Behind the 'SNL' impressions, a humble life in black
By Larry Neumeister
By Larry Neumeister
NEW YORK — During a record 12 years on "Saturday Night Live," Darrell Hammond has provided pitch-perfect impressions of Donald Trump, Al Gore, Arnold Schwarzenegger, even Jesse Jackson. On this night, with a Yankees cap atop his head, the comedy veteran works in a less familiar voice: his own.
Hammond is onstage at the Comedy Cellar in Manhattan, where he has performed regularly during his long run on "SNL." Hammond follows former "Weekend Update" host Colin Quinn, who minutes after finishing his own set sounds like more of a fan than a colleague.
"Please do Jesse and Sharpton!" Quinn calls out, leaning forward like an impatient 8-year-old.
Hammond obliges, swapping his slight Southern drawl for some Jackson before distorting his voice into a blustery sound-bite machine to do Sharpton. "I did not call Giuliani a bozo," he says in Sharpton's cadence. "I said Bozo could have done just as good a job as Giuliani!"
Then he does Trump, generating laughs by ending every thought from the self-promoting real-estate mogul with a pause and two words — "The Apprentice." Next, President Bush, drawing cascading laughs.
Other voices follow in rapid succession: Ronald Reagan, Homer Simpson, Popeye. Dick Cheney, North Korean leader Kim Jong Il, Dr. Phil. And finally President Clinton, a man Hammond describes as "larger than life" and a voice that Hammond returns to at regular intervals.
It's a good night because Hammond is easily scoring the 10 good laughs he wants each minute. To measure what works, he has placed a tape recorder on stage. When he's not doing the voices of others, his own soft tones escape.
A man whose vocal victims generally offer their praise might be above this quest for perfection, but somebody forgot to tell the blue-eyed Hammond he's famous. And his hard-knock past haunts his ego.
"College kids, don't be taking examples from me," he warns after noting his 2.1 grade-point average in college. "I was drunk for 32 years."
The crowd laughs again, but Hammond is serious.
By just about any measure, Hammond has reached comedy's top tier. But by Hammond's measure, he remains a struggling comic.
"I want to be good. I don't think I'm good," Hammond says. And he means it, at that moment. A bit later he says: "I've always been pretty good but not as good as I want to be."
The hunger is not so much for fame or fortune as it is to perfect an art form that brought him salvation once his dreams of professional baseball died, killed off at the University of Florida by his inability to solve the riddle of a well-thrown slider.
Looking at his other abilities for a new career direction, he dusted off voice skills he had developed before age 10 when he played with consonants and vowels so he could mimic the characters in "A Christmas Carol" or Porky Pig saying, "That's all, folks!"
The detour took him from dirt diamonds to a radio job and later to 18 years of developing comedy material. He became one of hundreds of other young comedians across the country, performing thousands of shows, hoping to win enough notice to find steady paychecks.
Now he is welcomed and applauded even by his subjects. Bush always whispers something funny in his ear, he says. Hammond wants his subjects to enjoy his work and he is careful not to take sides politically.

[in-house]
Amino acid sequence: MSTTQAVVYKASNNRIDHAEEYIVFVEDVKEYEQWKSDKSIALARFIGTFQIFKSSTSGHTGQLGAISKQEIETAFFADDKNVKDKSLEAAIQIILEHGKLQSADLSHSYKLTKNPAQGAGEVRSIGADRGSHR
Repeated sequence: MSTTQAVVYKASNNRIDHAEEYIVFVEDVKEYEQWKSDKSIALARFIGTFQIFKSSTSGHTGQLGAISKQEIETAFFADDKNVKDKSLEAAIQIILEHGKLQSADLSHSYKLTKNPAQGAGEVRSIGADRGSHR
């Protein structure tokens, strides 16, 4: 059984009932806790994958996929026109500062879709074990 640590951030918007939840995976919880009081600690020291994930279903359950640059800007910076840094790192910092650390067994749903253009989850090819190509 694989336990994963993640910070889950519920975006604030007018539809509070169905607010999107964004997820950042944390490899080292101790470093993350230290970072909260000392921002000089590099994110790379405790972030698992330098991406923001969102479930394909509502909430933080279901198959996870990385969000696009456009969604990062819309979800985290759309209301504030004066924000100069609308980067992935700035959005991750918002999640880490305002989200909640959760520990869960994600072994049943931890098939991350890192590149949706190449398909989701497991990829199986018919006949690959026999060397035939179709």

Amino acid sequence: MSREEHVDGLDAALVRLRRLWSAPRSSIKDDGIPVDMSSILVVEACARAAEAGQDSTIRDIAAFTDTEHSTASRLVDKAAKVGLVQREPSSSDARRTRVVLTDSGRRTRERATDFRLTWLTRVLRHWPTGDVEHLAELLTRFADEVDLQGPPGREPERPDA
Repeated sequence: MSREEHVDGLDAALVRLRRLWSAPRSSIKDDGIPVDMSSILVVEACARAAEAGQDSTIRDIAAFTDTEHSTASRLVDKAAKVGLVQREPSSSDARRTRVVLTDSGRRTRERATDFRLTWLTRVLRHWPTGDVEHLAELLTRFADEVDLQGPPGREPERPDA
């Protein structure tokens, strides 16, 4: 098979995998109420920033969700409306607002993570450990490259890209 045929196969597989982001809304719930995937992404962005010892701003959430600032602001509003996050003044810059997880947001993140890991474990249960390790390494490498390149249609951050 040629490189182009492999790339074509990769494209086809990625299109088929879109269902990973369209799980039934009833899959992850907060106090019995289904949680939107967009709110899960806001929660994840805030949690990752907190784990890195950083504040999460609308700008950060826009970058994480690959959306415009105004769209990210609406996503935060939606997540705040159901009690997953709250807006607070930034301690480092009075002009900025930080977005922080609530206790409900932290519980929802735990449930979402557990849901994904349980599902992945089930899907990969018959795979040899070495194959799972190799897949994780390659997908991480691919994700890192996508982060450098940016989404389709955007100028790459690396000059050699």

"I'm not sure how a world leader reacts to the work of a clown," he says. "When you visit a White House or shake a president's hand, I'm really impressed with them and happy I've come this far."
Chris Rock, as big a star as exists in stand-up comedy, happens to visit the club on this night to begin work on his new stage act.
Hammond looks at him and quietly says he's not at Rock's level. Rock speaks admiringly of Hammond, saying, "I'm always impressed with guys who do something I can't do."
Like 12 years on "Saturday Night Live"?
"Twelve years! I think it's great," says Rock, noting that Hammond's career has endured longer than some of those he imitates. "The thing with Darrell is he just adapts, not like somebody doing John Wayne impressions."
Hammond talks of his past as if he is lucky to be alive, certainly to be on stage or television.
In his down time he helps people battle addictions, just like others helped him overcome cigarettes, alcohol and drugs.
"I've never really gotten into it how bad it really was. I think the story is disheartening. It was an ugly story," he says.
He still wears black, something he started doing after the 1991 death of a close friend left him so devastated that he resumed abusing alcohol and drugs after a six-year hiatus.
A few years later, he was spotted at Carolines comedy club in Manhattan doing a single Clinton line and was added, at age 39, to the cast of "Saturday Night Live." He'd been rejected twice before.
Once on the show, he wasn't sure he would last. Then, in the second half of his first season, he was impersonating Ted Koppel and tossed in an ad lib, and suddenly realized he could make it.
"I wasn't just reciting the lines," he said. "I actually became the character for one second."
Hammond still dreams, talking about some day having his own act in Las Vegas or becoming a character actor in Hollywood. But he also says he might someday dedicate himself full time as a volunteer helping others overcome addictions.
"I'm starting to wear colors," he says. "Maybe I've decided to get over it all. I know I'm enjoying it more. All of a sudden I remember the gifts. I perform in the major leagues of what I do. It's incredible. I don't have to indict the world anymore."